Recently, her works have been included in “F.H. Varley: Portraits into the Light” at the Art Gallery of Alberta (Edmontion), December 2007 – February 2008; and in “Canadian Women Modernists: The Dialogue with Emily Carr” at the Vancouver Art Gallery, April 19 to October 19, 2008.
 
Her works are avidly collected.  They are also in the permanent collections of the Vancouver Art Gallery and the Art Gallery of Greater Victoria (B.C.).
 
Her awards and honours include the Beatrice Stone Award from the BCSA  for her drawing The Valley, and the Centennial Medal  (1967) for Service to the Nation in the Arts.  Lillian Hoffar Park, in Saanich (near Sidney) on Vancouver Island was named after her and her mother.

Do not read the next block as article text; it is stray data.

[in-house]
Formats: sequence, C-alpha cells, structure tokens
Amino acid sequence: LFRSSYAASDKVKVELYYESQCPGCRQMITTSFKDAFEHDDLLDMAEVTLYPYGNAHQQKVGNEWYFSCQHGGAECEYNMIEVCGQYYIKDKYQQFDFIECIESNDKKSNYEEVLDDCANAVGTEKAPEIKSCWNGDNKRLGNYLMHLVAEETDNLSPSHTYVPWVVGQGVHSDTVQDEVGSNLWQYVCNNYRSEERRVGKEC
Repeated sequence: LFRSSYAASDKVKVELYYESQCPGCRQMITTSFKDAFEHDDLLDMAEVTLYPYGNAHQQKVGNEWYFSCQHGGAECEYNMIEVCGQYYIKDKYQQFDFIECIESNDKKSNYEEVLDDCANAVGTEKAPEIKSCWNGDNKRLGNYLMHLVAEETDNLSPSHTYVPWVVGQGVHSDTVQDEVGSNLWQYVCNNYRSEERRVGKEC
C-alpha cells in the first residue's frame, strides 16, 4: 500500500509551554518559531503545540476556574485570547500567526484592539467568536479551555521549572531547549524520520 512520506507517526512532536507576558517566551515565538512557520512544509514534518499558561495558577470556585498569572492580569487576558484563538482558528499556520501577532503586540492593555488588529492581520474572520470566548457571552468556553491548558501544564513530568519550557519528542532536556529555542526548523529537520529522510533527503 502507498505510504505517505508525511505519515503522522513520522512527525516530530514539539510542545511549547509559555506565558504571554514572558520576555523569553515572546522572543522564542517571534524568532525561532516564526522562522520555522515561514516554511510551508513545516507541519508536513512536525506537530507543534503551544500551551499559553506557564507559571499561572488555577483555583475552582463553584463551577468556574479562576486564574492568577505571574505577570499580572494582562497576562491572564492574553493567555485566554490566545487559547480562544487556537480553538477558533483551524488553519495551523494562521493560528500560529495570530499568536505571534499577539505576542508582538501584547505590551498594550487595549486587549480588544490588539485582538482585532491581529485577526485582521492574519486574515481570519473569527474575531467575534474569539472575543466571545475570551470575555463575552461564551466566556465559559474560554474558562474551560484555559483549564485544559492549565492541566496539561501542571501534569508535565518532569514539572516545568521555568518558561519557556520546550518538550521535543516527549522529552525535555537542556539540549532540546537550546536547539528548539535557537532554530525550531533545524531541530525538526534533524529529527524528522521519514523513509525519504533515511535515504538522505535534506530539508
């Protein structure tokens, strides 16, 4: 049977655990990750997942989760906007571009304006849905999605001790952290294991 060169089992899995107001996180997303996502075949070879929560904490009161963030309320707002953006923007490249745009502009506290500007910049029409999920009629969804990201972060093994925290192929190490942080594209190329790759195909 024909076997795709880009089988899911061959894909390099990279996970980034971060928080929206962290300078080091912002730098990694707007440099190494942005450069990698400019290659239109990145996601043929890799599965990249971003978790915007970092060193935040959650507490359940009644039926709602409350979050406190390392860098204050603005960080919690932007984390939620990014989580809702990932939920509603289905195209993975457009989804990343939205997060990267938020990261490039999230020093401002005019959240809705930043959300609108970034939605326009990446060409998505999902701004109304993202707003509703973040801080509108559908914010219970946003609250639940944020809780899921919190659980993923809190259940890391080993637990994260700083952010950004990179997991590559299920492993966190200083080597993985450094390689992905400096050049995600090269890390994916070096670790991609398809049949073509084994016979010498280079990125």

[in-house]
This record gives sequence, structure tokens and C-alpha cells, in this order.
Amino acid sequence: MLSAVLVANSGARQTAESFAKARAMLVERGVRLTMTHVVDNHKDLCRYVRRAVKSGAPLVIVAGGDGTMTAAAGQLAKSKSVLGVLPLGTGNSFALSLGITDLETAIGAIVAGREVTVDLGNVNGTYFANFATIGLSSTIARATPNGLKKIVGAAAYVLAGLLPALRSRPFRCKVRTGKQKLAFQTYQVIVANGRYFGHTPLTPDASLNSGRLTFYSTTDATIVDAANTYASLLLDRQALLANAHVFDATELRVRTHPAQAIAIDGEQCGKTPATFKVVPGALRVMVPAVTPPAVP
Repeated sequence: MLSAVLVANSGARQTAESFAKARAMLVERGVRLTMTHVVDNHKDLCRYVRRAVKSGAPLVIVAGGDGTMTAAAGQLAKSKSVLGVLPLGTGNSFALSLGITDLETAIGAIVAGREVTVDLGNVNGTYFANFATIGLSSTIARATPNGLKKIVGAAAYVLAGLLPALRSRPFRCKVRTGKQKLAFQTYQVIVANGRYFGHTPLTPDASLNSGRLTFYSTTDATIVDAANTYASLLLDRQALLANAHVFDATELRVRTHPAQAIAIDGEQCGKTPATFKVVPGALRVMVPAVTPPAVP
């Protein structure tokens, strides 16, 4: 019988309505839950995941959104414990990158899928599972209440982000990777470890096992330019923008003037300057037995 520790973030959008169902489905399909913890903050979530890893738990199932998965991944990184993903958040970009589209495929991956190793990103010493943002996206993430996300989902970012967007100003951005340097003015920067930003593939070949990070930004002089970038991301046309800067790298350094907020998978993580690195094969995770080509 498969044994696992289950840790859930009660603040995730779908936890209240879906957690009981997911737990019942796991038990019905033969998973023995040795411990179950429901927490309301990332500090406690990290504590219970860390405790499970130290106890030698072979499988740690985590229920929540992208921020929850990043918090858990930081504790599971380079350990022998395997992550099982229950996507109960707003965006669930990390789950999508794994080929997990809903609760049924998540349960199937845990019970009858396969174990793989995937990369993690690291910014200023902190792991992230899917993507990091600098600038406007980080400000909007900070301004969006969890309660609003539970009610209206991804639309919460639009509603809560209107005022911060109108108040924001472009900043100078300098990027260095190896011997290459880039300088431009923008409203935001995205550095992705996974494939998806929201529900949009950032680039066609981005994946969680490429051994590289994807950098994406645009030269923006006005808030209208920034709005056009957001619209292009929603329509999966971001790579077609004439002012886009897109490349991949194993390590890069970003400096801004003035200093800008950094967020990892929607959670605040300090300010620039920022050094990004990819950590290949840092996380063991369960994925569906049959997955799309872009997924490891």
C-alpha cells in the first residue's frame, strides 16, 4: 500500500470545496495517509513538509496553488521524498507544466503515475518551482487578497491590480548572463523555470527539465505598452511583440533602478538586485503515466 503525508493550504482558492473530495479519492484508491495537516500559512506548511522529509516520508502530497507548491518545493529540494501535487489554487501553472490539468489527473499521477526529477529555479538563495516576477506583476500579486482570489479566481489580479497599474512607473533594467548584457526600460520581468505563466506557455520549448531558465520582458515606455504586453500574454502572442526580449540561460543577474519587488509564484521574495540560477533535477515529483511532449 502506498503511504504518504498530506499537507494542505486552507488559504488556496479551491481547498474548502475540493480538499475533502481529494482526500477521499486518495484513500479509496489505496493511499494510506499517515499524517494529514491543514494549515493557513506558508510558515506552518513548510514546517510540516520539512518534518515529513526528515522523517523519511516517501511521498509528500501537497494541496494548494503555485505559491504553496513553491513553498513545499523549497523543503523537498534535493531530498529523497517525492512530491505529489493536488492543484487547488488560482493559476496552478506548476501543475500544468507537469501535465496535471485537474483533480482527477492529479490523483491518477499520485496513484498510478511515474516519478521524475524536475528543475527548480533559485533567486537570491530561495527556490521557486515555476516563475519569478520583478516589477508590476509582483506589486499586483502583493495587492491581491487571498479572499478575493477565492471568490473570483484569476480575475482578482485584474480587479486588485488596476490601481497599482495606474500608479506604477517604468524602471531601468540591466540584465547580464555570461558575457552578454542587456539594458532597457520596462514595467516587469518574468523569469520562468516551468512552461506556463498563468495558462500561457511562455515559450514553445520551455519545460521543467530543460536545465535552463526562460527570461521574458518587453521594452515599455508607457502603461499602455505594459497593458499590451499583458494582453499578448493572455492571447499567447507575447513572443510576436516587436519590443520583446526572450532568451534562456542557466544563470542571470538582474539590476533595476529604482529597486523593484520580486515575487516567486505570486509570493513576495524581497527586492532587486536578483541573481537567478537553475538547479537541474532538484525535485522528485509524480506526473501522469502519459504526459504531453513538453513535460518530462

Footnotes:
(1) The school's evolution of names : Vancouver School of Decorative and Applied Arts (1925); Vancouver School of Art: Decorative and Applied (1933); Vancouver School of Art (1937); Emily Carr College of Art (1978); Emily Carr College of Art and Design (1981); Emily Carr Institute of Art + Design (1995); and finally, Emily Carr University of Art + Design (2008). (Source: Emily Carr University of Art + Design).